China Boosts Naval Presence in the Middle East

April 5, 2023

Bejing's naval power in the Middle East is becoming a topic of concern for regional powers.
Sailors on board of China's missile destroyer Hefei arrives at St Petersburg to take part in a ship parade marking Russian Navy Day in St. Petersburg, Russia. Photo by Anadolu Images


hina has been increasing its naval presence in the Middle East to secure its energy supplies and gain strategic advantage. Beijing claims that its naval operations focus on maintaining regional stability and combating piracy. However, China’s actions have drawn international attention and sparked discussions about its long-term goals in the Middle East.

A recent report revealed that the Chinese navy, the People’s Liberation Army Naval Forces (PLAN), has the largest number of naval ships in the world. The navy is composed of approximately 300,000 soldiers that are divided into three fleets: North, East, and South. The PLAN’s fleet comprises 777 vessels, including two aircraft carriers, 79 submarines, and 41 destroyers.

China’s Belt and Road Initiative: A strategic expansion of naval power

China’s Belt and Road Initiative (BRI) has become a critical tool for projecting naval power in the Middle East. The BRI aims to build infrastructure and increase connectivity across Asia, Europe, and Africa, passing through the Middle East.

The BRI has facilitated China’s naval expansion by allowing it to build and operate ports in Pakistan and Djibouti, providing Beijing with strategic footholds. Additionally, the BRI has enabled China to invest in regional infrastructure projects, such as railways and pipelines, further strengthening its influence and economic ties in the Middle East.

China’s joint naval drills with Iran and Russia

Beijing, Tehran, and Moscow conducted a joint military maritime exercise named “Security Belt-2023” in the Gulf of Oman. The naval drills were conducted on March 15-19 to promote security and peace. The military drills involved, among others, maritime shooting, joint search and rescue, communications, counterterrorism, and counter-piracy operations. The three countries conducted similar joint military drills in 2019 and 2022.

According to the Chinese Ministry of National Defense, the Chinese PLAN Navy’s guided missile destroyer Nanning joined the joint maritime exercise and returned to its naval escort mission after leaving Port Chabahar in Iran.

As reported by U.S. news channel Fox News, the U.S. sees this cooperation as China’s growing ambition to access hydrocarbon and energy in the Middle East.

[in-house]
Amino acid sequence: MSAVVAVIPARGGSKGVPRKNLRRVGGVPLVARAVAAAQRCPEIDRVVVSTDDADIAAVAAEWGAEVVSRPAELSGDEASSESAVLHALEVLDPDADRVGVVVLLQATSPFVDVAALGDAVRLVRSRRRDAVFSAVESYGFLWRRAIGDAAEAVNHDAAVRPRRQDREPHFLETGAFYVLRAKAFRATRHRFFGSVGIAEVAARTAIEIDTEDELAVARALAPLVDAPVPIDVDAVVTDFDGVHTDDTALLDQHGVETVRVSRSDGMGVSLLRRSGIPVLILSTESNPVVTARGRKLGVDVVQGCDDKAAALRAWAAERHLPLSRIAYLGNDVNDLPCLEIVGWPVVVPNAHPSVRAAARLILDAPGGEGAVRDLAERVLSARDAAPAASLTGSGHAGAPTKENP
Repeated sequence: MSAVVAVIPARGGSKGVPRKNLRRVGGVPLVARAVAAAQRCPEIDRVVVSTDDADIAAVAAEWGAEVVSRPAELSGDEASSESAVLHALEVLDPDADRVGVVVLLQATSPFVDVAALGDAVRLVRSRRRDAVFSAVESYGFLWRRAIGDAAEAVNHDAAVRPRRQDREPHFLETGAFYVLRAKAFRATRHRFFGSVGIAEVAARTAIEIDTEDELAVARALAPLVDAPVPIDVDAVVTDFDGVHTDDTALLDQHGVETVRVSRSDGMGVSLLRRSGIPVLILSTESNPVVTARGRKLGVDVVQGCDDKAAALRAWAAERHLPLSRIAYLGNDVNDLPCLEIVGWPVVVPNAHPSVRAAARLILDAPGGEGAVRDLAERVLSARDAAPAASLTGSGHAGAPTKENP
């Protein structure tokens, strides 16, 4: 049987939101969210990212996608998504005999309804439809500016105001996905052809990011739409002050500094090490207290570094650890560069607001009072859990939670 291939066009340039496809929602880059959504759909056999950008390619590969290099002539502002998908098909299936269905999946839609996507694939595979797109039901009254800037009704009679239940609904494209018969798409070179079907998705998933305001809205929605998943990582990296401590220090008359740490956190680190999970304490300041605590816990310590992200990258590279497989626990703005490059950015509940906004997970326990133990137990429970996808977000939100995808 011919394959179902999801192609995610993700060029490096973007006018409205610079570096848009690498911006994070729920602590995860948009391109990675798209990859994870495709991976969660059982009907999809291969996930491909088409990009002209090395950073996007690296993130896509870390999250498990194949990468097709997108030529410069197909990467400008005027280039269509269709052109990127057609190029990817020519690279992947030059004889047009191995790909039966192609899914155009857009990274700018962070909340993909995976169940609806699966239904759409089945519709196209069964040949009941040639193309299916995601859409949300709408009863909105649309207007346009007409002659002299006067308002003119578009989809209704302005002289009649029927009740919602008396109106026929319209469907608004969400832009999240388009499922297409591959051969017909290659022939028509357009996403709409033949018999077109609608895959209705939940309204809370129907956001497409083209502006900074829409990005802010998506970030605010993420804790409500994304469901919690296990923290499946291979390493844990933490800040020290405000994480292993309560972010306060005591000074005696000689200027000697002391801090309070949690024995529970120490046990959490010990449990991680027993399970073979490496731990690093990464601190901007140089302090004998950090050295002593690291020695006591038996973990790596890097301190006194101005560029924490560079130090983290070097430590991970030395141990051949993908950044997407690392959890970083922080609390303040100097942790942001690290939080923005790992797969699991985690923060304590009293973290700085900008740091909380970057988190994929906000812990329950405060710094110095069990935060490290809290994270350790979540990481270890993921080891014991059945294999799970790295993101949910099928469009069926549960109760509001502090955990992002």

John Kirby, spokesperson for the U.S. National Security Council, said that the White House was not worried about the joint exercise, and it was not the first instance that the Russians and Chinese conducted joint training.

China’s strategy in the Middle East

China’s increasing presence in the Middle East has significant implications for the region’s political landscape and global affairs, potentially impacting regional stability and security. China’s role in brokering a détente between Iran and Saudi Arabia is clear evidence of its growing diplomatic weight in the region.

On March 15, 2023, Wang Di, the director-general of the Department of West Asian and North African Affairs of China’s Foreign Ministry, discussed China’s strategy towards the Middle East. He highlighted China’s support of Middle Eastern nations’ strategic autonomy, solidarity, and cooperation. Wang Di also emphasized China’s “responsible and constructive role” in promoting peace and stability.

U.S. response to China’s growing naval power

The joint drills show that China is expanding its regional reach and seeking to establish a more significant military presence.

According to a report by the Washington Institute for Near East Policy, “China’s growing naval presence in the Middle East is part of a broader global strategy aimed at challenging U.S. dominance and expanding Chinese influence.” The report further notes that “China’s naval expansion in the region is likely to increase tensions and could even spark a conflict.”

Bejing’s naval power in the Middle East is becoming a topic of concern for regional powers. China’s BRI has provided it with the means to expand its naval power by building and operating ports in the region, and investing in infrastructure projects that further its economic ties and influence.

Hatice Beyza Sezgin is a senior student of Law at Istanbul Beykent University, with a minor in English-Turkish Translation and Interpretation. Her academic interests lie in the fields of International Humanitarian Law, global security, and humanitarian action, as well as politics in the MENA region.